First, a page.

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The State of Automation

Technology and innovation inside the four walls are changing the face of inventory management and transportation operations. Are you ready for the brave, new world?
By Bob Trebilcock, Editor at Large
February 24, 2011

TARGETED AUTOMATION
The last trend might be called targeted automation: Embracing automation where it makes sense and embracing smart manual processes where they make sense. “One of our rules of automation is that an end user should take a long hard look at a lean approach to operating before they automate,” says Strahan. “You don’t automate more than you need or automate things that shouldn’t be automated at all.” Instead of spending $20 million to automate 100 percent of your storage, maybe you can spend $5 million to automate 20 percent of your storage and still get productivity gains from smart traditional processes.


CVS is a proponent of this approach, according to Intelligrated’s McKnight. Over the years, CVS has built some of the most highly automated distribution centers in North America. Yet, Intelligrated is working on a project with CVS that involves a traditional wide-aisle, low-bay distribution system. The takeaway: “From working with automation, CVS has learned that it’s important to find the right niche,” says McKnight. “They will put in lights out automation where it makes sense, but they won’t hesitate to put in a traditional solution enhanced by limited automation if that makes sense.”

To that end, materials handling companies are developing flexible and scalable solutions that allow their customers to do just that type of targeted automation.

One example is a mobile A-frame developed by SI Systems. “It’s designed for the warehouse with anywhere from 16 to 64 fast-moving products and spikes in demand that create bottlenecks,” says Casey. “You can move the A-frame into place, lock it down, and do order fulfillment of any fast-moving product that has stackability characteristics, like round bottles or square boxes. If your demand picks up, you can add another unit.”

Likewise, Swisslog developed a high-density storage solution that uses bins for storage and robotic extractors that travel on a grid above the bins. “If a user needs to add more throughput, they can add more bins or more robots,” says Markus Schmidt, senior vice president of Swisslog. “You can start small and easily expand.”

THE NEXT FRONTIER
Over the last several years, tremendous achievements have been made in automated solutions for case picking and palletizing that use automated storage, conveyor and sortation systems, and robotic palletizing.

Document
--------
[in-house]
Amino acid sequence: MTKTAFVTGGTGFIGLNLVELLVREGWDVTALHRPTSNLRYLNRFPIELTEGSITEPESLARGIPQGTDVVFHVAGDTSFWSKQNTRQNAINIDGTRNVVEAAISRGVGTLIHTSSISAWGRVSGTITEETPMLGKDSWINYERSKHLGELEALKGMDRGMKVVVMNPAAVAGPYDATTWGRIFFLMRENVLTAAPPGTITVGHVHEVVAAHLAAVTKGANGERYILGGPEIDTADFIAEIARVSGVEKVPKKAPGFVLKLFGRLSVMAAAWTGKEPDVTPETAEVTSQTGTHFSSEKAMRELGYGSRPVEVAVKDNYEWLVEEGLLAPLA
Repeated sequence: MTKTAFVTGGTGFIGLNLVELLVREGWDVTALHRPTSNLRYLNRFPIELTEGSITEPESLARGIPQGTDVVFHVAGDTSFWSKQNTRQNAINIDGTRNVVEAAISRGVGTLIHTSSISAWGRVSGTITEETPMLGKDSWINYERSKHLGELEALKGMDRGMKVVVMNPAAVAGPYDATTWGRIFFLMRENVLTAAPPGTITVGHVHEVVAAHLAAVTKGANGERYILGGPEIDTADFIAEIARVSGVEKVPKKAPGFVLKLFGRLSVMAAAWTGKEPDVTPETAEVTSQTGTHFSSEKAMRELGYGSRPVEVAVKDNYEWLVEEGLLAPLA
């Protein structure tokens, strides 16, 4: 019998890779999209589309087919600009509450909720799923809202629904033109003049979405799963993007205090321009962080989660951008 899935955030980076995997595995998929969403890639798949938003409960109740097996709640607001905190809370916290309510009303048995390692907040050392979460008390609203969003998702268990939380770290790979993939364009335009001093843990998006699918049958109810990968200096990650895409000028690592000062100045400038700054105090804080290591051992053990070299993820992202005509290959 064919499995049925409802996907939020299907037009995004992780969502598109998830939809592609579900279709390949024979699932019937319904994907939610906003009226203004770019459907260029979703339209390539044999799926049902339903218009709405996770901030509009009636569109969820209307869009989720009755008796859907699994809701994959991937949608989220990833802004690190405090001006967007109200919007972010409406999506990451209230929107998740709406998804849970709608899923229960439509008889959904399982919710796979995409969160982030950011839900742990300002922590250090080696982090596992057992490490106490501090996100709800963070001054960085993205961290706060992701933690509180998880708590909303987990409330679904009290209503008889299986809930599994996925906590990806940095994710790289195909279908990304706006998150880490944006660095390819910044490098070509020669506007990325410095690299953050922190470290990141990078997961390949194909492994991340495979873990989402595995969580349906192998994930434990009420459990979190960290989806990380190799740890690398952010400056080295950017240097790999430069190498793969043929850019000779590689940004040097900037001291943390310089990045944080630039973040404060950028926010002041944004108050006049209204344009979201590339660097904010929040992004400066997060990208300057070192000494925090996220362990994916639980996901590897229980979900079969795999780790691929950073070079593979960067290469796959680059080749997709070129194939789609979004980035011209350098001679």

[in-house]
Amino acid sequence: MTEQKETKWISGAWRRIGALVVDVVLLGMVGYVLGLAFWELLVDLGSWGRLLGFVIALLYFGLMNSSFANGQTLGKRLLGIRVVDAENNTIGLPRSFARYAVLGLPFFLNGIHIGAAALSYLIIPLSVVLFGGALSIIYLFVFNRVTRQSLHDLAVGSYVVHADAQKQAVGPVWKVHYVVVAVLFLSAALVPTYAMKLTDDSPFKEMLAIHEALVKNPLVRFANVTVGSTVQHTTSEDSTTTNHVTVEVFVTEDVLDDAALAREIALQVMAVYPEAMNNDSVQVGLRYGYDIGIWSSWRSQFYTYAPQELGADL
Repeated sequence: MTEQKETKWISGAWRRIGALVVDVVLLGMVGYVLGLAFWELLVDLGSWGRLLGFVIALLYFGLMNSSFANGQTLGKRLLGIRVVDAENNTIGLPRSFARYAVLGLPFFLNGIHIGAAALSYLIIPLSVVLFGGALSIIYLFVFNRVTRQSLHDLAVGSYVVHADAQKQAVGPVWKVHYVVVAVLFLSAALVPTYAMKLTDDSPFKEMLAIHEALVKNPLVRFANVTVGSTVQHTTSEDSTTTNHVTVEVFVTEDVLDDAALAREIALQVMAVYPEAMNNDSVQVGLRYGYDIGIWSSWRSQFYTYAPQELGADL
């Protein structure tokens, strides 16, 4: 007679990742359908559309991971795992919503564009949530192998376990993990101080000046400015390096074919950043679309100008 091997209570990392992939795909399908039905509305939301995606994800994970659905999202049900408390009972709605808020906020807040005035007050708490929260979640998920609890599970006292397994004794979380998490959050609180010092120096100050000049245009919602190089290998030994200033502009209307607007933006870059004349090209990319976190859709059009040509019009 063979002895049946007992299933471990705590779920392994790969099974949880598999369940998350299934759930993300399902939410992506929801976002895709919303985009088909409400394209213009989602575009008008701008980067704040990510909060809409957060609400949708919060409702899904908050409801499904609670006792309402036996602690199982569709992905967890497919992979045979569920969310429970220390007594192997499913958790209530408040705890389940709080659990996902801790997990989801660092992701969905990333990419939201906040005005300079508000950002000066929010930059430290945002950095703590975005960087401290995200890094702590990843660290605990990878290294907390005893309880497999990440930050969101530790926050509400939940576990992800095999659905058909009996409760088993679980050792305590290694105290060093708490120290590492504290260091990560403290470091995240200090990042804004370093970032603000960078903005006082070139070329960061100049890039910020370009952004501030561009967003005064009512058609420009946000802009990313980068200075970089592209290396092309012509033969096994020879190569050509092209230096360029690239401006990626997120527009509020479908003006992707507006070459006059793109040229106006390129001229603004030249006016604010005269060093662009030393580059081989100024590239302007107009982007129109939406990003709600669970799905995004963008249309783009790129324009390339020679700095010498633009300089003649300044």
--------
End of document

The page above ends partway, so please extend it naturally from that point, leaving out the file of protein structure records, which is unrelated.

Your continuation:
The next frontier is piece picking. It is, after all, the most labor intensive activity in a distribution center. It is also the process with the most opportunity for error. “Piece picking is what we’re all trying to conquer,” says TGW’s Strayhorn. “There are solutions out there, but I don’t know that any of us has solved the problem to the satisfaction of our end users.”

The most common approach to automating piece picking is a goods-to-person solution that uses some type of automated storage and conveyor to deliver the products to be picked to an ergonomic workstation. There, lights, voice, or images on a display screen will automatically tell the associate how many items to pick and where to place them. That type of solution is most often used to aggregate a high number of slow-moving stock keeping units into space saving storage and eliminate walking on the part of the associate.

Witron has created a variation of that solution for operations that include case and piece picking in the same order. The systems uses an AS/RS to automatically replenish a pick face; pick-to-light to optimize piece picking; and software to marry the individual items picked to a carton or tote with full case picks for that order at the palletizer.

Other solution providers, such as Axium, have developed robotic piece picking solutions that completely automate the piece picking process in applications that include a consistent product.

Developments like these, combined with the sophistication of software for automation, could lead to a brighter future for materials handling automation. “I think the most important development is that the industry and end users are more in tune with creating a solution than selling equipment,” says Strahan. “We’re seeing more people who understand automation and applications than in the past.”


For more information on Automation, visit our Automation Critical Topics page

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About the Author

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Bob Trebilcock
Editor at Large

Bob Trebilcock, executive editor, has covered materials handling, technology and supply chain topics for Modern Materials Handling since 1984. A graduate of Bowling Green State University, Trebilcock lives in Keene, NH. He can be reached at 603-357-0484 and .(JavaScript must be enabled to view this email address)


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